I called first and was told how wonderful it would be if I came by for a visit. Thirty minutes later, and with great anticipation, I knocked on her apartment door. The door opened and it was then I first met Aunt Ted. Not more than 5’ 2" and pretty trim for a woman in her early 80’s. She invited me in and after the usual niceties I had to ask the obvious question. Why had you bought the plot next to my Father. It was from that moment that the healing process began and I learned about the roots of my and my fathers life that I had never know. She told me how she and all the James brothers had grown up in the same small town in Oklahoma before and during the great depression. She brought out tons of pictures of my Dad, his brothers and sister, when they were just kids struggling to have fun in the harsh environment of depression Oklahoma. Pictures of kids standing in front of a circus tent being used as a school because the town was to poor to replace the burned down school. High School football pictures and stories of a kind and loyal young man who stayed in Oklahoma to care for a blind mother when the rest of the brothers had fled to California to find work. We talked for hours and the enigma that was my father began to unfold. And as the afternoon wore I began to love this wonderful old woman who looked you in the eye when she talked and even when she spoke with some anger in her voice, she never spoke with bitterness or spite. She told me that even in the final days of his alcoholism, my Father always told her how proud he was of his son and how he wished he could spend more time with me (Mom and he had separated when I was seven and there were only occasional visits) . She told of the time he was showing off a new comb. Seems he had gotten it as a present from his son, me. Then after 35years I remembered that time. We had had a visit together. He was living in a flea bag hotel and we spent the day just browsing downtown. He bought me a small toy helicopter at the toy section of the drug store. For some reason I thought I should give him a present back. So, I gave him my comb. Ted went on to say that in his final days she took care of him. She did it because that’s what friends do. And, when he died she still had some of his things at her house including that comb. She said no one knew, but she visited the funeral parlor alone before he was buried and slipped that comb into his pocket.

By now I was choking back the tears. My father, the stranger who had abandoned me so many years ago, the man I never knew had become a person just like anyone else. A man with all the complexities of any of us. Good, bad, loved, lonely, all of the things I had never known till then. He was just a sad drunk who never found sobriety. But still, why did Ted buy the plot next to my father. She said that in his final days he had told her that he did not want to be buried. He did not want to be stuck in the cold ground alone. He had spent enough time cold and alone . He wanted to be cremated. Ted was not able to convince the family not to bury my father so she bought the plot next to him so he would not have to be alone for eternity.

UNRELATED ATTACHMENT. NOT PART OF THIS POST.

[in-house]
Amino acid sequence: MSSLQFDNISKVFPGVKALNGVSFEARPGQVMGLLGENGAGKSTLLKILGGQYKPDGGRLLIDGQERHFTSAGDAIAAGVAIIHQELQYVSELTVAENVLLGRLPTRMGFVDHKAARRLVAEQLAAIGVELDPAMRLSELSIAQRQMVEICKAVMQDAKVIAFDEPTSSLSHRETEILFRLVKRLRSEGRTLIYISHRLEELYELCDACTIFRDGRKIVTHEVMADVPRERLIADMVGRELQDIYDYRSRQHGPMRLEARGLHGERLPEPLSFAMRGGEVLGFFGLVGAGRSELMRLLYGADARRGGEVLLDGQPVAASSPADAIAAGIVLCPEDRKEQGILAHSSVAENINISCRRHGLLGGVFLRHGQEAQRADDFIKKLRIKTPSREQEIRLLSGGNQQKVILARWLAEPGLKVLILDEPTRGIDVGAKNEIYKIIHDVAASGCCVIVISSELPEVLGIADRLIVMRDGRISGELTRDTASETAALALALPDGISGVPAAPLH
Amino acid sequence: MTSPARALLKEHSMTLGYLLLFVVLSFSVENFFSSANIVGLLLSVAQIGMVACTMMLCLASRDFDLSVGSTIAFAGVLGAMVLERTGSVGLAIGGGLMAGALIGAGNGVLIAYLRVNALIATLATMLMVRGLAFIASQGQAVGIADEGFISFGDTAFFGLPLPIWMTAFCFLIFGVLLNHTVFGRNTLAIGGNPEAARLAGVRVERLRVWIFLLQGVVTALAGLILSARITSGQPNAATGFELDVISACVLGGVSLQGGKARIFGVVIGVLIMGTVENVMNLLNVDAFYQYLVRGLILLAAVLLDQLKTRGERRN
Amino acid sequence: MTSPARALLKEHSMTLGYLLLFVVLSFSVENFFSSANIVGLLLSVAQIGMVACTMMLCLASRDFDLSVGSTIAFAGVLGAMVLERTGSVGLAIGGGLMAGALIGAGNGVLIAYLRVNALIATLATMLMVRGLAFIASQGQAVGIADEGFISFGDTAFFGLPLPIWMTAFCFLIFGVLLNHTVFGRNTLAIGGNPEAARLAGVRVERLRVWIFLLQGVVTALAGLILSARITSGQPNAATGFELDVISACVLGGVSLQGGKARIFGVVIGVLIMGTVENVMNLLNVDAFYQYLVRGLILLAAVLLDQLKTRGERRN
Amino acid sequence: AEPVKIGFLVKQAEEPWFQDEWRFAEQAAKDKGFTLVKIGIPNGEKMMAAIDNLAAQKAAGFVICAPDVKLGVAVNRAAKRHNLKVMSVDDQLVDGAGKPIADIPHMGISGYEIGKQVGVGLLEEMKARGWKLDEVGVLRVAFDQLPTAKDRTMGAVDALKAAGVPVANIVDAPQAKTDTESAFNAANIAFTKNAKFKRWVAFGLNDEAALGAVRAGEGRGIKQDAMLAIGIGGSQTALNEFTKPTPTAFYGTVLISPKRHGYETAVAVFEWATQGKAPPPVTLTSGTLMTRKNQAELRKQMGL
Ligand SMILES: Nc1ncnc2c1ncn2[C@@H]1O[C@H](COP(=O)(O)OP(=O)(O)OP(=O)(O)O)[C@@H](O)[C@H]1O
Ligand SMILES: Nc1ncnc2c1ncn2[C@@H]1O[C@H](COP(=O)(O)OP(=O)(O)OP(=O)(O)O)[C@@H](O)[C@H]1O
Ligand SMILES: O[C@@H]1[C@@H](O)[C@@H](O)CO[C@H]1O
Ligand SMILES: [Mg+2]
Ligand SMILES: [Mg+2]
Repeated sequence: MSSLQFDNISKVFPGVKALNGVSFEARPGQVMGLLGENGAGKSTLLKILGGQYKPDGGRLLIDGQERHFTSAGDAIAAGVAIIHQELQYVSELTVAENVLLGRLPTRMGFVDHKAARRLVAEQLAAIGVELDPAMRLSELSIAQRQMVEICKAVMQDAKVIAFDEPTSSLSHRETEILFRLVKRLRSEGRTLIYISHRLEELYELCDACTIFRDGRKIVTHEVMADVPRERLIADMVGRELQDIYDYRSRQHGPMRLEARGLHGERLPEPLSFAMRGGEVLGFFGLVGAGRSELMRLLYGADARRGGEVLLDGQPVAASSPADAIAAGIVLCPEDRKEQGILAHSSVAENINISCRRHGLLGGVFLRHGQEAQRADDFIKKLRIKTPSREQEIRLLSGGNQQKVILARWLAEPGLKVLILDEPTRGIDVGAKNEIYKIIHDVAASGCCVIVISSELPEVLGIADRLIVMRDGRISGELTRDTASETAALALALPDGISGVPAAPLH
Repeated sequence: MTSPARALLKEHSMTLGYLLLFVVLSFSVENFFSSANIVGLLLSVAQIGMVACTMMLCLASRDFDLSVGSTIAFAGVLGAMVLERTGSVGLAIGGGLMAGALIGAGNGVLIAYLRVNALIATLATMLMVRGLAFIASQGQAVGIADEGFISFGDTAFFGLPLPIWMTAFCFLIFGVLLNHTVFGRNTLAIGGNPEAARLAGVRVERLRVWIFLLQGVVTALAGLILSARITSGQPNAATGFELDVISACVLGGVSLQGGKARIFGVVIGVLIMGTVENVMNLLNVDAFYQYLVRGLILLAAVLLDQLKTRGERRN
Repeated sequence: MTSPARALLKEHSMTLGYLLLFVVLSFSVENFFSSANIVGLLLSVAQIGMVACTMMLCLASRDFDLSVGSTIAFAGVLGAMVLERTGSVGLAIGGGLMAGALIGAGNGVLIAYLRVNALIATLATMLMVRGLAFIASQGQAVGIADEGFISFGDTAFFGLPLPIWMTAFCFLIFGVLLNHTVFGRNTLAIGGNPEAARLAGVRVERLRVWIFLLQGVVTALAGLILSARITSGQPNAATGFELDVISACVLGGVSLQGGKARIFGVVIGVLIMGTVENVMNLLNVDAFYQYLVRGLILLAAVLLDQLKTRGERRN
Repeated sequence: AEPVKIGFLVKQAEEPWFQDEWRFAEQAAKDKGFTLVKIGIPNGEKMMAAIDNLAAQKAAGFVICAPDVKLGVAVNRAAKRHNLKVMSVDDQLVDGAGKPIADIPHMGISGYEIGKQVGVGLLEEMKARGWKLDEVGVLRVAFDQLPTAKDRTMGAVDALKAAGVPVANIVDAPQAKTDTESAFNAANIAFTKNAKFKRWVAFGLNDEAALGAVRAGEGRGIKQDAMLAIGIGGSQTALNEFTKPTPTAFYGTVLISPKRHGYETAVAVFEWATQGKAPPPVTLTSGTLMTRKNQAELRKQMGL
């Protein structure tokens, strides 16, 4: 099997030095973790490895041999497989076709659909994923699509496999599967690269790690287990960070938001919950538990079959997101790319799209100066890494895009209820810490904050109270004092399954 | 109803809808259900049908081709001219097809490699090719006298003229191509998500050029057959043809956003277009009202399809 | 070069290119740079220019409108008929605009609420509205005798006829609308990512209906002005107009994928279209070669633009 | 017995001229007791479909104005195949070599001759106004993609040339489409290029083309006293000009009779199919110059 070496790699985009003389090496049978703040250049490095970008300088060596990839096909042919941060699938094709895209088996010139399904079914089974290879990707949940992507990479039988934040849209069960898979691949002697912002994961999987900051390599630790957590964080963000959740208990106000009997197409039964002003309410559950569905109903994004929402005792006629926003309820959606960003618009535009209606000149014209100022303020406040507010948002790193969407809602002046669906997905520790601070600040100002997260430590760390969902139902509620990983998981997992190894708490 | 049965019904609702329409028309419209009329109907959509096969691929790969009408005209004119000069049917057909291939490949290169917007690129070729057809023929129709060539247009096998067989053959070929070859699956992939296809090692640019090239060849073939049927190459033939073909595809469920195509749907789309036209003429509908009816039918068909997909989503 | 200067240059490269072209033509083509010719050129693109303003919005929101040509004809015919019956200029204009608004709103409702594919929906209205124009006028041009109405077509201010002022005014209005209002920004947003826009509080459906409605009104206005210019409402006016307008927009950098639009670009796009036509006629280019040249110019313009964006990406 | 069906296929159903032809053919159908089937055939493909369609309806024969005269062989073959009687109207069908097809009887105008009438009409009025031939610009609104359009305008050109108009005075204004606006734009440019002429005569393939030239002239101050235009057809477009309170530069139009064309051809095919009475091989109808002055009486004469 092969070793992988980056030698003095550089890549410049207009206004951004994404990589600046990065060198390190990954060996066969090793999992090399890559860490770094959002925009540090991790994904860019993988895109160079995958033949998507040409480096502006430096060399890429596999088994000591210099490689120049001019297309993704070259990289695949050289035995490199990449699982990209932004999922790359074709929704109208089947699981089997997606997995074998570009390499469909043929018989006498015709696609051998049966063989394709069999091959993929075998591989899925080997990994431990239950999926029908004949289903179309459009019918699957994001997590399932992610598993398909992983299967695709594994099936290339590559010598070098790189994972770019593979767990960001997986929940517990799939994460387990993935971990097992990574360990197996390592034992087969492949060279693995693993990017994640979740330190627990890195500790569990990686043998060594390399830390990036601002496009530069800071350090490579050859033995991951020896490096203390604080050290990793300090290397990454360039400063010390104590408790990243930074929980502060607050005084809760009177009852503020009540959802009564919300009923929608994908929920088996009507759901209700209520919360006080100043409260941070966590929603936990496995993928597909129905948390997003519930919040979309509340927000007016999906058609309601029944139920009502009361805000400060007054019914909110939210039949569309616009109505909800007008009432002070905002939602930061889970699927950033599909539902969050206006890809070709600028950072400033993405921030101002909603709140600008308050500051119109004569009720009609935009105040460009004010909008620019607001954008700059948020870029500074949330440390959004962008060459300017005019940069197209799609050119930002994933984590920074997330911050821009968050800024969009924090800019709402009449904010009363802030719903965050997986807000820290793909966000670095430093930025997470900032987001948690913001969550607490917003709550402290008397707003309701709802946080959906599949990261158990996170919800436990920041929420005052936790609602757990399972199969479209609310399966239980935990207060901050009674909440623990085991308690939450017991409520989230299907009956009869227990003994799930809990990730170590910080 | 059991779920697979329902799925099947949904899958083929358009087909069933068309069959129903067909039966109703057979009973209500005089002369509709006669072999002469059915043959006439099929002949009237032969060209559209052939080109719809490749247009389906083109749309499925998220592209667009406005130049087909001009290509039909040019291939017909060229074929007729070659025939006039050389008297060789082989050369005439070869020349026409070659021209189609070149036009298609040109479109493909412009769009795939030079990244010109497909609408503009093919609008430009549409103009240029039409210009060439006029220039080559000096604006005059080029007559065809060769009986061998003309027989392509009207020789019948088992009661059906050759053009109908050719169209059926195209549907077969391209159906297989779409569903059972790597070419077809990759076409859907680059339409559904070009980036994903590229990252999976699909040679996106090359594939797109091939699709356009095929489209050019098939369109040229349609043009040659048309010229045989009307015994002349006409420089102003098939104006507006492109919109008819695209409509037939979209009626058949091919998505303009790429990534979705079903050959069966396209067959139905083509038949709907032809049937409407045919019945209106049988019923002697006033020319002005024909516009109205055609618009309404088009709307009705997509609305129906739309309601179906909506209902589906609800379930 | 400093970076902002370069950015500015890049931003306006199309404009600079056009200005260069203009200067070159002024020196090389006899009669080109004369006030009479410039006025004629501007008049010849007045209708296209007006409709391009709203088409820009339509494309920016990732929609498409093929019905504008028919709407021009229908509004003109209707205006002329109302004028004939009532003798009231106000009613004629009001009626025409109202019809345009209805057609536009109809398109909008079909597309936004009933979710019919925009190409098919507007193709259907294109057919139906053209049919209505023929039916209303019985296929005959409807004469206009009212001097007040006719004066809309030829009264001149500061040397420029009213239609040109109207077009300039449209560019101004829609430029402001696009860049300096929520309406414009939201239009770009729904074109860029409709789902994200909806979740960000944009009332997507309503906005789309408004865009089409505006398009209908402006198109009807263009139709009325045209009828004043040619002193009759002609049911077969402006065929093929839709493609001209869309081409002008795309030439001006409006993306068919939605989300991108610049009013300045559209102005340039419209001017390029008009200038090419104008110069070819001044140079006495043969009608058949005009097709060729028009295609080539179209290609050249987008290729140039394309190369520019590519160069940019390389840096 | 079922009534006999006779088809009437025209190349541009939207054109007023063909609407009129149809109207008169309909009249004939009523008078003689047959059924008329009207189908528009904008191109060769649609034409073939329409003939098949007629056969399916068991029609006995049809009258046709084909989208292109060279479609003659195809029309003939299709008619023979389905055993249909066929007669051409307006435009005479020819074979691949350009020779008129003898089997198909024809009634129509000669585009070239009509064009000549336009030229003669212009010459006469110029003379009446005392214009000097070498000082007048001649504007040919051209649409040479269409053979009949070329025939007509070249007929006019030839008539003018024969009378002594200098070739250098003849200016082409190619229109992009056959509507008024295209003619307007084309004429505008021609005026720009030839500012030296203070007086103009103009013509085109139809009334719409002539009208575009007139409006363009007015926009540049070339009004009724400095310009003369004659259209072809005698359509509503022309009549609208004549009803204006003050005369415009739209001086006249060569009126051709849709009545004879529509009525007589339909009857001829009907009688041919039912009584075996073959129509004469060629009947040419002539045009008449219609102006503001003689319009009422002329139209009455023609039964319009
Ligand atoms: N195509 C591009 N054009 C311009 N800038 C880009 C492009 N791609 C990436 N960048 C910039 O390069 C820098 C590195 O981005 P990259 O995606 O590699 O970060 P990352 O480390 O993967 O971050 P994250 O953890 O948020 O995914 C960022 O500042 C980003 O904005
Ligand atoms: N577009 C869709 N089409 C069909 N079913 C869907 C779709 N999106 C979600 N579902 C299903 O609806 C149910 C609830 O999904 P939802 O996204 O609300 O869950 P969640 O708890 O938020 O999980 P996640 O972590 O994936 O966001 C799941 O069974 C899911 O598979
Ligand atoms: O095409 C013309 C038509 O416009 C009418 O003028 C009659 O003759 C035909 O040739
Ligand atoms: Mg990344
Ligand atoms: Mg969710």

Ted and I became friends in the ensuing years and I have visited her as often as I could. I am always refreshed by her energy and good spirit. Up until a few years ago, while in her 80’s, she would drive to L.A., some 90 miles, once or twice a month to help out at a downtown shelter for street winos. She felt is was something she just needed to do. She always has stories of the times in Oklahoma with my Dad and family and has shared a lot of my family genealogy with me that I never knew. Though we are not blood, I believe she is the best Aunt I could ever have had.

A few years ago and after much healing and forgiveness for my father, Ted wrote and asked if I would consider taking the plot next to my father. She had decided to make other arrangement but did not want to abandon her commitment to my father. After much thought, I wrote back and accepted her offer. I felt that though we never were able to be together in life, perhaps we could in eternity. And, since I am a recovering alcoholic, perhaps I could share what I have found with my Dad.

Addie (Ted ) James died January 23, 2003. One thing I know to be true is that by her living, the world is a little better place and with her death, heaven is a little brighter place.

God bless you Aunt Ted,
rest in peace.

So for those of you in Blogdom who may see this I ask in memory of Aunt Ted.
Do something kind for someone, give a smile to someone who doesn’t have one, live life with out bitterness and keep her legacy alive.